Dairy has become quite a controversial topic. Most of us were taught as children that dairy is an essential part of a healthy diet and is necessary for building strong bones. We've all seen the advertisements with celebrities and posters from the Dairy Council on the walls of our schools. Despite the clever marketing, when you take a look at the scientific research, you will see that dairy is not the wonderful health food that we've been led to believe it is. Unless of course, you are a baby cow.
The main reason why dietitians, doctors and educators promote dairy so heavily is because this is what they themselves have been taught. Nutrition students are only exposed to the American Dietetic Association's (ADA) position on the topic and did you know that the ADA is partners with the Dairy Council? Interesting. There can be a very fine line between dietary advice and marketing to promote a business interested only in profit.
The main claim to fame of dairy products is their high calcium content. Our bones do need calcium, however bones are not made up of calcium alone. Other essential nutrients involved in skeletal health include zinc, copper, manganese, magnesium, boron, vitamin C, vitamin A, vitamin K, the B vitamins, potassium and many others. Components important for bone health and the prevention of osteoporosis consist of getting enough regular exercise, getting adequate vitamin D, avoiding the overconsumption of caffeine, avoiding smoking and avoiding too much protein. So, calcium does play a part but not as large a part as the promoters of milk would like us to believe.
A study in the American Journal of Clinical Nutrition reviewed the outcomes from a number of studies in order to determine whether scientific evidence supports the recommendation that dairy foods be consumed for improved bone health. They concluded that the body of scientific evidence appears inadequate to support a recommendation for daily intake of dairy foods to promote bone health.
So, there you have the science (or lack thereof). Next is to look at milk from a biological standpoint. All mammals (humans, cows, gorillas, etc) produce milk after they give birth in order to feed their offspring. The milk of each species is specifically intended by nature to meet the nutrition needs of that animal. Cow milk is designed for calves just as dog milk is designed for puppies and human milk is designed for human babies. After a few years, humans stop producing the enzyme lactase which helps digest the sugar lactose in breast milk. The fact that the majority of humans (about 75%) are lactose intolerant should be another clue that we may not be designed to drink the mammary secretions of other animals.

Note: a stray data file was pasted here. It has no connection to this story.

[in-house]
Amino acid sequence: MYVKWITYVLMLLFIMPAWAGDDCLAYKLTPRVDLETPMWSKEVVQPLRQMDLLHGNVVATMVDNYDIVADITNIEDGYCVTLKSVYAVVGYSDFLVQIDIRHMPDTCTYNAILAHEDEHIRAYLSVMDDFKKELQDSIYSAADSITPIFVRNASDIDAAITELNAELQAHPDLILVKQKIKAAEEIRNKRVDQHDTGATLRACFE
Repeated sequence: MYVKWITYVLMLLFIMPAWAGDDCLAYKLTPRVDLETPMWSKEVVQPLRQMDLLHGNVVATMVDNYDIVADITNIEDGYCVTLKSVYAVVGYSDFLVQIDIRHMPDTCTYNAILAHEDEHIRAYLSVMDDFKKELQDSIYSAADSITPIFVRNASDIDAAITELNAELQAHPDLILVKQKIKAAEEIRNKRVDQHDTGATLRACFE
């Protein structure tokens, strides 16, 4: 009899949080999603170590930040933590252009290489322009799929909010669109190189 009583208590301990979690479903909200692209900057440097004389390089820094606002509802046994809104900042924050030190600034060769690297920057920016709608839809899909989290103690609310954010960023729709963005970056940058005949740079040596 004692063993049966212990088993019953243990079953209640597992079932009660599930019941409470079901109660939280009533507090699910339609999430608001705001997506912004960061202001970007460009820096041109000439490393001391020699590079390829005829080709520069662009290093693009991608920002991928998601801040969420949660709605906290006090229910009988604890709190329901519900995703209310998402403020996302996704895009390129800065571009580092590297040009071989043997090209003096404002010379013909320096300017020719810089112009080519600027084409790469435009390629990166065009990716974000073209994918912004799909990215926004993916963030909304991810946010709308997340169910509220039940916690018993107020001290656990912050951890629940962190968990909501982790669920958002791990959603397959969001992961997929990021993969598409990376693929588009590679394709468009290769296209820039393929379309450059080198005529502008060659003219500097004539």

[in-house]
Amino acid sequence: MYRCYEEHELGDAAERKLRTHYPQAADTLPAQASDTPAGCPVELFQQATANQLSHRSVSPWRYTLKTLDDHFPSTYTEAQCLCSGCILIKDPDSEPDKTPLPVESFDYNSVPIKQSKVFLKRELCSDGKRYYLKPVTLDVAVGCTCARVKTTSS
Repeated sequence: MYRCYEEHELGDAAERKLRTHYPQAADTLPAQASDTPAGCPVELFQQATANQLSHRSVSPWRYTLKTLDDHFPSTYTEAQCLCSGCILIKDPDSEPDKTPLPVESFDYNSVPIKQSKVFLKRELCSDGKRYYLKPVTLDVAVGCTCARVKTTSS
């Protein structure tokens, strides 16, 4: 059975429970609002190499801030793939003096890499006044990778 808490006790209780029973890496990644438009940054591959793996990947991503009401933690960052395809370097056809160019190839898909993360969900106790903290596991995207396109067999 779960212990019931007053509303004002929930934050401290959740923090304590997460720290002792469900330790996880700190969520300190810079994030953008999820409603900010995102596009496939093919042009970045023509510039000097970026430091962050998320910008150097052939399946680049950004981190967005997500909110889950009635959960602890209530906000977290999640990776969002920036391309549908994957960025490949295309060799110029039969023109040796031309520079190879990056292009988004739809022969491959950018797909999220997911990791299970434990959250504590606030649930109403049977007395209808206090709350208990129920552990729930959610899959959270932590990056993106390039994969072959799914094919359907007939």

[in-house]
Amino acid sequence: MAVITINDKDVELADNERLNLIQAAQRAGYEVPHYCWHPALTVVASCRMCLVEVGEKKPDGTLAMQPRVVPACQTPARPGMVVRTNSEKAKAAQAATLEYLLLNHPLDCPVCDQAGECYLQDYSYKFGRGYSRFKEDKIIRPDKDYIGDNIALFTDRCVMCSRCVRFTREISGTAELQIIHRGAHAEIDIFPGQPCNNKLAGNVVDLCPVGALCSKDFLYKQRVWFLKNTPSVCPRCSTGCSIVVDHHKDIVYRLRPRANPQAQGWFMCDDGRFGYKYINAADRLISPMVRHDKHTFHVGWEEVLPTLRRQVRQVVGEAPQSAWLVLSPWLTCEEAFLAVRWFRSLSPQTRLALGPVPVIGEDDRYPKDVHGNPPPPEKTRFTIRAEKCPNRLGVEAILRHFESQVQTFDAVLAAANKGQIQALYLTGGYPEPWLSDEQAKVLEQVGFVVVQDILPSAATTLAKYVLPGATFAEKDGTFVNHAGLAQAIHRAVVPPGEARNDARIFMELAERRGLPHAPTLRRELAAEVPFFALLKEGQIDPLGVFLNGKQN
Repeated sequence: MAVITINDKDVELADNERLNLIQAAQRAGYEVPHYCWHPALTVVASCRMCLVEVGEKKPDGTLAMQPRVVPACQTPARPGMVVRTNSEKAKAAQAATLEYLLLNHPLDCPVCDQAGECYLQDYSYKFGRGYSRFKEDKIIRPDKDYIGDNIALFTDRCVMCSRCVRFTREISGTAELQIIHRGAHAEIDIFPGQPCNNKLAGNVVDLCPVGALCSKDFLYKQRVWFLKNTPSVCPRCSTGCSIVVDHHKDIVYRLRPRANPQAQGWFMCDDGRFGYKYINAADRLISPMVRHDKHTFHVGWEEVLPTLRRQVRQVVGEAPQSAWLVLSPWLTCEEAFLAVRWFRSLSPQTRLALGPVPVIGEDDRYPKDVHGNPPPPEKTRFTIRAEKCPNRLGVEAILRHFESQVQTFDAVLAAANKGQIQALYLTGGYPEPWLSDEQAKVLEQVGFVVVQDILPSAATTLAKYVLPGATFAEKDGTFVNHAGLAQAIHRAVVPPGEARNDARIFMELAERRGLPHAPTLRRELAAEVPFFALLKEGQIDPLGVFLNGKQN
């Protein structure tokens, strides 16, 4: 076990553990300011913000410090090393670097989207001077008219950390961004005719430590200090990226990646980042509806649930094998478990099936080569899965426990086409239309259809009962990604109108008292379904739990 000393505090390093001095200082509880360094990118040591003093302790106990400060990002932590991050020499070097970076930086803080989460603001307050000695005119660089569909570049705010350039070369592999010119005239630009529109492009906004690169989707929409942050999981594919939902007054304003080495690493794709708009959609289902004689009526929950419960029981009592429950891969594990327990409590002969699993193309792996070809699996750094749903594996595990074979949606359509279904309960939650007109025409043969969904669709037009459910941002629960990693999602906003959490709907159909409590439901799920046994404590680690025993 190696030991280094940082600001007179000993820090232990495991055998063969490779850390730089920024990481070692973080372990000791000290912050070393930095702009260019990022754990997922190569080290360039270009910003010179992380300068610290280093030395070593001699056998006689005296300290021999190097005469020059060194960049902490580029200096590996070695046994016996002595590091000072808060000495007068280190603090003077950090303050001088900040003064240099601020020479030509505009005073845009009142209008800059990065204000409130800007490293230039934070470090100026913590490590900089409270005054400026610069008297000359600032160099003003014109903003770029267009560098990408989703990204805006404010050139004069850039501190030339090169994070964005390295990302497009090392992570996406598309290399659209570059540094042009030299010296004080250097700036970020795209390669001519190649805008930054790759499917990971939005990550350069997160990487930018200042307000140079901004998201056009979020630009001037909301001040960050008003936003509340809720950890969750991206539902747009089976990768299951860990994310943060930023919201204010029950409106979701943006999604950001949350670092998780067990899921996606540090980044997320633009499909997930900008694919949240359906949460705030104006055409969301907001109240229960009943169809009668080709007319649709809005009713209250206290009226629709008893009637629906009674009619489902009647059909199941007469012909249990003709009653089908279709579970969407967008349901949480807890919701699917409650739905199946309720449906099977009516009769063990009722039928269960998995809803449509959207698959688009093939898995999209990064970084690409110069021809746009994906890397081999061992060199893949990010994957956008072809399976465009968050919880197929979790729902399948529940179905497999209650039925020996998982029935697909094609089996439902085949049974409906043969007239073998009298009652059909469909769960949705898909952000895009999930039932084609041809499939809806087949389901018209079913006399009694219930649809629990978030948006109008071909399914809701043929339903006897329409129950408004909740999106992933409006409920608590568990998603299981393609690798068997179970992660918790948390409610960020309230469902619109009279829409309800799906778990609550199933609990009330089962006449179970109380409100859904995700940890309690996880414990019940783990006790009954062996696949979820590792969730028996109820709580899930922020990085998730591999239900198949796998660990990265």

If you do choose to consume dairy products, it is highly recommended that you opt for organic versions. Organic dairy ensures that the cows were fed organic feed, allowed access to the outdoors and not given any antibiotics or hormones.
Corinne Goff is a Registered Dietitian who is absolutely passionate about food, health, and nutrition. Corinne has a BA in Psychology from Salve Regina University and a BS in Nutrition from the University of Rhode Island. As a nutritionist, her objective is to help people reach their health goals by offering a personalized holistic approach to wellness that incorporates natural foods and lifestyle changes. She works together with her clients to develop daily improvements that they feel comfortable with and that are realistic. She believes that the focus on wholesome, nutrient-rich, real food, is the greatest possible way to become healthier, have more energy, decrease chances of chronic disease, and feel your best.